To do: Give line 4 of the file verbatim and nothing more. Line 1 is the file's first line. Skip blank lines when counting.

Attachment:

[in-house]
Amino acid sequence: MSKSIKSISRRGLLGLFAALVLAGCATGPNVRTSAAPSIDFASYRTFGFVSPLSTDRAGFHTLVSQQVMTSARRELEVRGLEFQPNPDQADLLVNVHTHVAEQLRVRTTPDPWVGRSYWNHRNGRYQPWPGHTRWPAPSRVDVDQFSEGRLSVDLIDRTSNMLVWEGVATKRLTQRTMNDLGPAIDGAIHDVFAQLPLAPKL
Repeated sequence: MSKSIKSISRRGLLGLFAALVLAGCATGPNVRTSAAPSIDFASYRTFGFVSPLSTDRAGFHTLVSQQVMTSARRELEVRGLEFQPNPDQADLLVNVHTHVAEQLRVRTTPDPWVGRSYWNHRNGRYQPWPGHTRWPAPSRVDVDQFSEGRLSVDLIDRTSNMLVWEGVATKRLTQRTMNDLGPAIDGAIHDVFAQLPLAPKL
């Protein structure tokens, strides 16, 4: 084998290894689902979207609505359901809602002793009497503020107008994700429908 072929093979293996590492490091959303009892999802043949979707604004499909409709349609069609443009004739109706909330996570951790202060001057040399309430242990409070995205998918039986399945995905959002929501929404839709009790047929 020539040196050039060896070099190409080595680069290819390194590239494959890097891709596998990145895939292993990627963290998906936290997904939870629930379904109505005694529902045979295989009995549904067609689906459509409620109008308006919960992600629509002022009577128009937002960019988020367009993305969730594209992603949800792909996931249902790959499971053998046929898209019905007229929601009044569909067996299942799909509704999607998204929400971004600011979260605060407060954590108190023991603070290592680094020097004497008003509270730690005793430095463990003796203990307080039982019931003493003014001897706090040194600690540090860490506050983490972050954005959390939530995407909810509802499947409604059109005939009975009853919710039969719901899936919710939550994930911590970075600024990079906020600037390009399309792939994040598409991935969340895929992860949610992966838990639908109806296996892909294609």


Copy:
């Protein structure tokens, strides 16, 4: 084998290894689902979207609505359901809602002793009497503020107008994700429908 072929093979293996590492490091959303009892999802043949979707604004499909409709349609069609443009004739109706909330996570951790202060001057040399309430242990409070995205998918039986399945995905959002929501929404839709009790047929 020539040196050039060896070099190409080595680069290819390194590239494959890097891709596998990145895939292993990627963290998906936290997904939870629930379904109505005694529902045979295989009995549904067609689906459509409620109008308006919960992600629509002022009577128009937002960019988020367009993305969730594209992603949800792909996931249902790959499971053998046929898209019905007229929601009044569909067996299942799909509704999607998204929400971004600011979260605060407060954590108190023991603070290592680094020097004497008003509270730690005793430095463990003796203990307080039982019931003493003014001897706090040194600690540090860490506050983490972050954005959390939530995407909810509802499947409604059109005939009975009853919710039969719901899936919710939550994930911590970075600024990079906020600037390009399309792939994040598409991935969340895929992860949610992966838990639908109806296996892909294609």